AC and DC are two types of electrical current, with the main difference being the direction of electron flow. In DC, electrons flow in one direction, while in AC, electrons switch directions periodically. AC is commonly used in homes and buildings and for long-distance power transmission, while DC is used in batteries and electronic devices. Let’s see more possible differences in the next sections.
What will i Learn?
What is Alternating Current (AC)?
Alternating current (AC) is a type of electrical current that periodically changes direction, as opposed to direct current (DC) which flows in only one direction.
The direction of AC changes with time, typically at a frequency of 50 or 60 times per second (50 or 60 Hz) in most countries. This is the type of current that is used in most homes and buildings, as well as in the power grid for long-distance transmission.
The voltage and current of AC change periodically in a sine or cosine waveform, and it can be easily transformed to a higher or lower voltage using a transformer, which makes it more suitable for long-distance transmission and distribution of electricity.
What is Direct Current (DC)?
Direct current (DC) is a type of electrical current that flows in one direction and the voltage and current remain constant over time.
This type of current is the kind that is generated by batteries, solar panels, and fuel cells, and used in electronic devices such as smartphones, computers, and other electronic gadgets. DC power is also used in certain industrial processes and for charging electric vehicles.
DC power is typically generated by sources such as solar panels or batteries and it does not require a transformer to change its voltage level.
DC transmission is less efficient over long distances and has higher losses in comparison to AC transmission.
Difference between AC and DC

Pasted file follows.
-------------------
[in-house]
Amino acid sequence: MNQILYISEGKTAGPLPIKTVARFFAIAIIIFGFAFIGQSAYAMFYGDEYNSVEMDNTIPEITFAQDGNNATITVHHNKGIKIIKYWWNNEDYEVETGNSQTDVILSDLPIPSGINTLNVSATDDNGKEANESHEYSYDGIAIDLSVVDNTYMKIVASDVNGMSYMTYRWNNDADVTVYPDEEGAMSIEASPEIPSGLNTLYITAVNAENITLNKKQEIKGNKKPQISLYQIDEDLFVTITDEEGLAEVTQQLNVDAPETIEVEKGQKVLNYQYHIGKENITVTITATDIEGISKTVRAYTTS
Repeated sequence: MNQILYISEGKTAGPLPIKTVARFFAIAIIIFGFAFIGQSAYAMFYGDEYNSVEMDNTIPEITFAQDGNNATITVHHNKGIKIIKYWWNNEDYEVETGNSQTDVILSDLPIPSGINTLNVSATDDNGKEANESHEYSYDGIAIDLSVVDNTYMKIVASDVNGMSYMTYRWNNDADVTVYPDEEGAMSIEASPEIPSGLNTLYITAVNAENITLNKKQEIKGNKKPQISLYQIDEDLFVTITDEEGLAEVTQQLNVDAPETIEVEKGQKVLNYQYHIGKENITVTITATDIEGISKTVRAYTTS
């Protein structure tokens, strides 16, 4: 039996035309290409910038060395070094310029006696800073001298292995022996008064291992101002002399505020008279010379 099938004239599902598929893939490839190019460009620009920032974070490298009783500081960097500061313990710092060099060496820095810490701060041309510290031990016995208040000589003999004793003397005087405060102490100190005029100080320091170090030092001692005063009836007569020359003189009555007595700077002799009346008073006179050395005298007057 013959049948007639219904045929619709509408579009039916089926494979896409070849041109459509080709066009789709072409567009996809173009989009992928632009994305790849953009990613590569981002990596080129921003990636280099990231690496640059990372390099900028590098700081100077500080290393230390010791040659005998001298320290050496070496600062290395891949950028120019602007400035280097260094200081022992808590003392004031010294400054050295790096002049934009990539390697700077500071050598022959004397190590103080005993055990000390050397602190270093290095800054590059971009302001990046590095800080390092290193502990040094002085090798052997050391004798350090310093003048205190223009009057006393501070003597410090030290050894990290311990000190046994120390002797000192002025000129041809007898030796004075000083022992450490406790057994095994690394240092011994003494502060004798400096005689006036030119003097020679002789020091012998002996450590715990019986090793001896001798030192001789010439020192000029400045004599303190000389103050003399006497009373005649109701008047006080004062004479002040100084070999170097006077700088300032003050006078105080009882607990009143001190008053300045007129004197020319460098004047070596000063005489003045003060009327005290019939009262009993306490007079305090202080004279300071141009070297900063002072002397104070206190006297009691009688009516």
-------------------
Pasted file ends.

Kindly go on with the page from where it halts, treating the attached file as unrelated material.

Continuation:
Here is a comparison table of AC and DC:
|AC (Alternating Current)||DC (Direct Current)|
|Changes direction periodically||Flows in one direction|
|Typically at a frequency of 50 or 60 times per second||No frequency or zero frequency|
|Used in most homes and buildings||Used in batteries and electronic devices|
|Can be easily transformed to a higher or lower voltage||Difficult to transform voltage|
|Used in the power grid for long-distance transmission||Used in local power supply|
|Can be generated by power plants||Can be generated by solar panels or batteries|
|Can be transmitted over long distances with fewer losses||Less efficient over long distances|
|Can be used in motors and generators||Can be used in electronic devices|
|A transformer is used to step up or step down AC||A buck/ Boost / Buck-boost converter is used to step up or down DC|
|AC power transmission losses are generally lower than DC transmission||DC transmission has higher losses|
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Frequently Asked Questions – FAQs
The typical frequency of AC is 50 or 60 times per second (50 or 60 Hz) in most countries.
AC is used in most homes and buildings, as well as in the power grid for long-distance transmission.
The waveform of AC voltage and current is a sine or cosine wave.
Yes, the voltage of AC can be easily transformed to a higher or lower voltage using a transformer.
AC can be easily transformed to a higher or lower voltage, making it more suitable for long-distance transmission and distribution of electricity. AC power transmission losses are also generally lower than DC transmission for long-distance transmission.
DC flows in only one direction.
DC is used in batteries and electronic devices such as smartphones and computers.
The waveform of DC voltage and current is constant and does not change over time.
It is much more difficult to transform the voltage of DC than it is for AC.
DC does not require a transformer to change its voltage level and it is typically generated by sources such as solar panels or batteries. It is also used in certain industrial processes and for charging electric vehicles.